RFA ARGUS replacement - what and when?

My newly promoted CPONS daughter is on there at the moment enjoying the cruising off north Scotland. Brings her total sea time up to about 6 weeks in 18 years service.
 
My newly promoted CPONS daughter is on there at the moment enjoying the cruising off north Scotland. Brings her total sea time up to about 6 weeks in 18 years service.
To be fair, when I was on, there were so many LNN and PONN’s with no good conduct badges on or Evan 1 sea day it was a laugh. Literally had no idea how to be naval like, though great at their medical roles I’ll add.


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Yokel

LE
If nothing else, this news story from Argus about her role during the recent Joint Warrior, serves as a reminder that a task group in contact with the enemy will need medical facilities:

RFA Argus - hospital exercise

Although the new Queen Elizabeth-class carriers have an impressive sick bay (including operating theatre) and surgical team (as well as the equivalent of a GPs’ surgery for day-to-day ailments), they are only designed to care for two seriously-ill patients for up to 72 hours.

The facilities on Argus – operating theatre, lab, CT scanner, intensive care unit and a ward – take treatment to the next level.

Despite her impressive facilities, Argus is not a hospital ship – there are strict definitions under international law – rather a primary casualty receiving ship; her medical team can treat serious battle injuries and stabilise them so they can be transferred to a hospital ashore to recuperate, recover and, if required, return to the front line.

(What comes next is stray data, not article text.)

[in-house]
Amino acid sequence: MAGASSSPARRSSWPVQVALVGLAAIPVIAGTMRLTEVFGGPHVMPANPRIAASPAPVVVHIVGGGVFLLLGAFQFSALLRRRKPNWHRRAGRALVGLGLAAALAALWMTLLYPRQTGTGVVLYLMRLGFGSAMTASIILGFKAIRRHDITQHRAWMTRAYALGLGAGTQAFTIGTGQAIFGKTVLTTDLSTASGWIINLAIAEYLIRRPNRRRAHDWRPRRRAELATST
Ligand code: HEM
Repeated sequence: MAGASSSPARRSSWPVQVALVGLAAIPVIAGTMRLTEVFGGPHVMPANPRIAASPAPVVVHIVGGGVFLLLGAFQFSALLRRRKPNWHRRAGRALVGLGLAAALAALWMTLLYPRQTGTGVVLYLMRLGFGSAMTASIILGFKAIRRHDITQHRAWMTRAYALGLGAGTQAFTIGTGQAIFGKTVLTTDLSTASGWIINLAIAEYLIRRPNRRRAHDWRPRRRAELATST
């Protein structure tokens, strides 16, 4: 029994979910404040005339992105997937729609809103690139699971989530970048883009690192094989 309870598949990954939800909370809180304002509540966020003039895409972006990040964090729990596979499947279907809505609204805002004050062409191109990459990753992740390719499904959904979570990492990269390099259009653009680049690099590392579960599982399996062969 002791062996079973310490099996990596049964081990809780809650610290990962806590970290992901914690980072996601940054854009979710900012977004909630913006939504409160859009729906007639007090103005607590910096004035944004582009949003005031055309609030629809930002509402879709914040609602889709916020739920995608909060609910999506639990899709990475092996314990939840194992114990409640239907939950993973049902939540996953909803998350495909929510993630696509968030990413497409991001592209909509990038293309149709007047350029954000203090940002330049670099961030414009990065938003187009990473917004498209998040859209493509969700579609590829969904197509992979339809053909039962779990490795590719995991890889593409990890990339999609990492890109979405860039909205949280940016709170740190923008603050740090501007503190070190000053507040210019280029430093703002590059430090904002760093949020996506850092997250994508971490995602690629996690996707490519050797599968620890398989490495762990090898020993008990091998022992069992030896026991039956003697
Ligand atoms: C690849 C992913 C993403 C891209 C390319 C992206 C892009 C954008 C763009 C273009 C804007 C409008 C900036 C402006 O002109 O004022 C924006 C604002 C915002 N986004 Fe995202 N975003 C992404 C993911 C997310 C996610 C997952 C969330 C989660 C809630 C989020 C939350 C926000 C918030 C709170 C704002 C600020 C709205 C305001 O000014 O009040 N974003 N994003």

Their red crossed Medvedev choppers don't carry miniguns.

the moustachiod casevac choppers in the usaf do. But no red cross.
“Pedro”
 
Yup. No red cross but door guns to the max.

DUSTOFF are flying ambulances so don't pack miniguns. But do fly red crosses.

It's interesting that the USAF and US Army have started flying a MERT style Chinook. Chin from the army, PJs from USAF.
Pedro’s have always had between two and three PJ’s, plus door gunners, they are pretty legit.

TRAP teams for the USMC arewhat the RM JPR lads are training to emulate for the RN.
There has been a lot of internal fighting about UK JPR, who “owns” it, who funds it etc, etc.
Wait and see when the director of SF, feels the RM are stepping onto areas that he can get more budget to do.
 
Pedro’s have always had between two and three PJ’s, plus door gunners, they are pretty legit.

TRAP teams for the USMC arewhat the RM JPR lads are training to emulate for the RN.
There has been a lot of internal fighting about UK JPR, who “owns” it, who funds it etc, etc.
Wait and see when the director of SF, feels the RM are stepping onto areas that he can get more budget to do.
The drawback is that the Fleet Cdr might call him out on his protectionism and invite him to meet his timelines.

Possibly.
 
They still release staff for disaster relief, charity work, etc.